Denis Bowen was born on 5 April 1921 in Kimberley, South Africa.
His father was Welsh and his mother English. After being orphaned at a young age, Bowen moved to England where he was raised by his aunt in Huddersfield. He enrolled at the Huddersfield School of Art in 1936. After serving in the Navy in World War II, Bowen resumed his art studies at the Royal College of Art in London in 1946.
Between 1940 and 1986 Bowen taught art at numerous institutions including: the Kingston Institute of Art, Hammersmith School of Art, Birmingham School of Art, the Central School of Art and Design, the Royal College of Art and the University of British Columbia in Vancouver.
In 1951 Bowen founded the New Vision Group, which initially emerged from meetings and displays that he organised with his students in 1951. In 1955, Bowen worked alongside Frank Avray Wilson and Halima Nalecz to open a permanent exhibition space for the New Vision Group and associated artists. Bowen, Wilson and Nalecz were all members of the New Vision Group and also the Free Painters Group (later Free Painters and Sculptors) which had been founded a few years earlier.
Their new exhibition space was called the New Vision Centre Gallery (NVCG), and was located on Seymour Place in the Marble Arch area of London. While the importance of the NVCG was often overlooked while it was active, its significant role in shaping British art in the postwar period, and in promoting international artists and abstract art in particular, has been recognized in subsequent years. Artists who exhibited at the NVCG included Aubrey Williams, Judy Cassab, Ron Russell, and Rotraut. Bowen served as director of the gallery from the time of its opening to the time of its closure in 1966.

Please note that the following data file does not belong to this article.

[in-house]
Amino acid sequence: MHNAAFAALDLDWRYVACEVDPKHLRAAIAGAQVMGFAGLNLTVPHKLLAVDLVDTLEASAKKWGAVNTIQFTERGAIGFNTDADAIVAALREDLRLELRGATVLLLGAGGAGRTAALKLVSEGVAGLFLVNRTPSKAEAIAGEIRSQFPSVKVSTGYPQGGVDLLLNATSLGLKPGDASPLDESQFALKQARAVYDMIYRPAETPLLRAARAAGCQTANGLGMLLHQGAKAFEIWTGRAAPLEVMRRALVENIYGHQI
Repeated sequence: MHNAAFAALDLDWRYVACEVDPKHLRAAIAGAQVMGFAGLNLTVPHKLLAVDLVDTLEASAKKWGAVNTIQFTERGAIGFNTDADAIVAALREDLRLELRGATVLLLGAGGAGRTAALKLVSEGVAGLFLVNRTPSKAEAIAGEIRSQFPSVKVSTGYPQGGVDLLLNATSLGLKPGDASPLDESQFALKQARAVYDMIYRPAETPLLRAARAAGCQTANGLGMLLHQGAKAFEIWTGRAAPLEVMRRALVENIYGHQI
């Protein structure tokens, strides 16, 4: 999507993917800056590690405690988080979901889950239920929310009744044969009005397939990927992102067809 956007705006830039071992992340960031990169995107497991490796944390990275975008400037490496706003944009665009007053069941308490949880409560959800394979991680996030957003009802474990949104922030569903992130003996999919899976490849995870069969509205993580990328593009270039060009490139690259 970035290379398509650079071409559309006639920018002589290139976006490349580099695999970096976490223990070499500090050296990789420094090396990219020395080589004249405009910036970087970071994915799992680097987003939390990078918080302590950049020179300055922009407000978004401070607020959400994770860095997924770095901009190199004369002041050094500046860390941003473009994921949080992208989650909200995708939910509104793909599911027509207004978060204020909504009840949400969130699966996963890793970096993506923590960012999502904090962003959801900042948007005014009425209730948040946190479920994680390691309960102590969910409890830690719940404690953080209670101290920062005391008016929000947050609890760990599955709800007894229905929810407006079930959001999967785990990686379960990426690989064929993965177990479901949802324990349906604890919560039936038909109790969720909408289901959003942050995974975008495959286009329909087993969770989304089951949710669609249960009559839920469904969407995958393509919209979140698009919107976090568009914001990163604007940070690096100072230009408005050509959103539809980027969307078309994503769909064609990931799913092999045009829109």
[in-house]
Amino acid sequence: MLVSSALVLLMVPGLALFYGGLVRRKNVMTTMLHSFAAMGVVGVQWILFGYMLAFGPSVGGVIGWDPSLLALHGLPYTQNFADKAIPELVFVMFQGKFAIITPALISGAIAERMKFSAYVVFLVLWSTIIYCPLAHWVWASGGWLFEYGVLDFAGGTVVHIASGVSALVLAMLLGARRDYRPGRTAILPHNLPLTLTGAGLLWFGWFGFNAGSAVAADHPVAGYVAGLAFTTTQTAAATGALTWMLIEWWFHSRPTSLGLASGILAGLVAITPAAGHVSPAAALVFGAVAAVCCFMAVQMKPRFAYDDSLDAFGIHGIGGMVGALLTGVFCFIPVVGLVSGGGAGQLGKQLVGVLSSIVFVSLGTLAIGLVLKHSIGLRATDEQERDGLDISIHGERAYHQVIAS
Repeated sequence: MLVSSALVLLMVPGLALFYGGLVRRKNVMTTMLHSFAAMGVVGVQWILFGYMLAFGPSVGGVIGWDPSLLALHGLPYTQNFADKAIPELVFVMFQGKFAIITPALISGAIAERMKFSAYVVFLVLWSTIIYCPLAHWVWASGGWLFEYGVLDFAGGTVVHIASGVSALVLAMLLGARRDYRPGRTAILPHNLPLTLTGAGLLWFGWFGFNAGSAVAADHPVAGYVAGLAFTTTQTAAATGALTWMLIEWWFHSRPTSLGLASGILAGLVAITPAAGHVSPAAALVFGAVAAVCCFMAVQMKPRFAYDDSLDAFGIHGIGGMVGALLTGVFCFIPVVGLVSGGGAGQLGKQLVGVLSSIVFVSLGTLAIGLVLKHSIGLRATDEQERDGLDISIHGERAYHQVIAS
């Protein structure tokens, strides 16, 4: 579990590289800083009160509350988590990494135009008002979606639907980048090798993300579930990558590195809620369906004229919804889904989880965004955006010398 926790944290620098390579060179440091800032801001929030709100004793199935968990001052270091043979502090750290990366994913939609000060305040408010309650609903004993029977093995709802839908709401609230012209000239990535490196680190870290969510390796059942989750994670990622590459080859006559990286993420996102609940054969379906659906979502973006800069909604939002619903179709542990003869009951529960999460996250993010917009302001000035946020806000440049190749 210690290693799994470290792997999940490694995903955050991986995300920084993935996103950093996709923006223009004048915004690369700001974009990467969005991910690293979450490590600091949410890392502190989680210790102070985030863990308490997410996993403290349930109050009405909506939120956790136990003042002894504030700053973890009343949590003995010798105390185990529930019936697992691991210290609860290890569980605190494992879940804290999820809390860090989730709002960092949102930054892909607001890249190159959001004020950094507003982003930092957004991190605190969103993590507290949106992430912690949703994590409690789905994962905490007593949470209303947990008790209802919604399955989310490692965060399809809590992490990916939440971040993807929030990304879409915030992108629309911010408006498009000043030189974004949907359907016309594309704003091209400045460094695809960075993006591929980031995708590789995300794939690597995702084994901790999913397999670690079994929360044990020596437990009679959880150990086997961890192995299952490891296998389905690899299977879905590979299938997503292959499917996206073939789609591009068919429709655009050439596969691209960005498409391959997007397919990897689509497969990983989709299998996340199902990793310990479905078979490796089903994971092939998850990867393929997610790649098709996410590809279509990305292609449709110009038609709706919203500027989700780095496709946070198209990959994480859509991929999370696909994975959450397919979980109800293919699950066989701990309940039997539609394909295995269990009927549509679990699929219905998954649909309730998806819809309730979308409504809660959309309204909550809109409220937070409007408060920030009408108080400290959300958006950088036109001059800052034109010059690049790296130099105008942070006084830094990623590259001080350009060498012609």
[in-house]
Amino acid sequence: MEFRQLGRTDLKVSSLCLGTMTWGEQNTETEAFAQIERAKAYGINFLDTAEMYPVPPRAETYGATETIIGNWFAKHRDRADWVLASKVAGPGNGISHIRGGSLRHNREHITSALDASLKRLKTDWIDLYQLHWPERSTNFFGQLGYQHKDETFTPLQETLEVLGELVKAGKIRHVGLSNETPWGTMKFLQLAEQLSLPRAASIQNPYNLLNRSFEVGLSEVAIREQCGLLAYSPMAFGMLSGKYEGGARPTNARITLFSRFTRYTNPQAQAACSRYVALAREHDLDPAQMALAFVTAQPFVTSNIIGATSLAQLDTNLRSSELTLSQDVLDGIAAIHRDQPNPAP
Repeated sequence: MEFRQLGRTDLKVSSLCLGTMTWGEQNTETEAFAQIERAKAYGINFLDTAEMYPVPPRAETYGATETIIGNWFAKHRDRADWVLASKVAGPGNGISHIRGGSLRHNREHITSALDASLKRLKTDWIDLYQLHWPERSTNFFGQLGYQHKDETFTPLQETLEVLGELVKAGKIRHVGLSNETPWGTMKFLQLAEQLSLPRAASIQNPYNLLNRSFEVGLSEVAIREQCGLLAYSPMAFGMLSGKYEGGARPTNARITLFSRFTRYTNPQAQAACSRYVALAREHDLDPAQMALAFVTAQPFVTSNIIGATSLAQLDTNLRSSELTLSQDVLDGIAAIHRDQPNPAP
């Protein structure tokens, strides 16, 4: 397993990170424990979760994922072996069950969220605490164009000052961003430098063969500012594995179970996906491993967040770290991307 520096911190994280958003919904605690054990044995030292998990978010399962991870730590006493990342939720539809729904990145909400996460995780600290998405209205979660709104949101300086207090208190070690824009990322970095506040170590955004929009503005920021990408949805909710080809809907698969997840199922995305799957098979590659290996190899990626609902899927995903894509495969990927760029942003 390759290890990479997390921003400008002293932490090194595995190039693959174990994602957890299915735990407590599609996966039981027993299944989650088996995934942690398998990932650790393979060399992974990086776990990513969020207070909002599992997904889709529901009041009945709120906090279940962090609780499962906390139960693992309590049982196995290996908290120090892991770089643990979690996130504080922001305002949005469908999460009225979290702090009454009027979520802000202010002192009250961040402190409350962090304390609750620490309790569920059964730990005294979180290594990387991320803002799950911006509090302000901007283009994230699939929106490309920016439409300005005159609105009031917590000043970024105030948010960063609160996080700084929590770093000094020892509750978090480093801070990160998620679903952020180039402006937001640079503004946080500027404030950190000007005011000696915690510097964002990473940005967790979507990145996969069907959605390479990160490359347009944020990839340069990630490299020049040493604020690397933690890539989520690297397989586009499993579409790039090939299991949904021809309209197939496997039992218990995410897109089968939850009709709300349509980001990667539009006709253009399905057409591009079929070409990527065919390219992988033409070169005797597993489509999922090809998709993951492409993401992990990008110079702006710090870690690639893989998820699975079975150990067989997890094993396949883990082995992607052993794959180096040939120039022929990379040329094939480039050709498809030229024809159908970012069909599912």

Working alongside British artist Kenneth Coutts-Smith, Bowen launched the Commonwealth Biennale of Abstract Art at the NVGC in 1963.
In the early years of his artistic career, from the early 1950s to the mid 1960s, Bowen formed part of a small group of UK-based artists who were associated with Tachisme and Art Informel. Between 1969 and 1980 he produced a series of "psychedelic works" that incorporated lighting effects (including the use of UV lights), music and live music performances. From the 1980s onward, Bowen's work developed cosmological and planetary themes.
Throughout his career Denis Bowen retained a commitment to the spirit of experimental art. He moved from the early tachiste work using vigorous blocks of paint and freeform brush strokes through a period of psyhchedelic works during the late 60’s and 70’s to a manifestation of his lifelong obsession with space discovery. His experimental use of new and often mutually exclusive materials in order to capture colour light and movement is apparent and tangible throughout the body of his work.
His work has been exhibited widely and is held in numerous public collections at home and abroad, including theTate, the V&A, the British Museum and the National Galleries of Israel, Italy, Poland and Macedonia.
Denis Bowen died aged 85 in March 2006.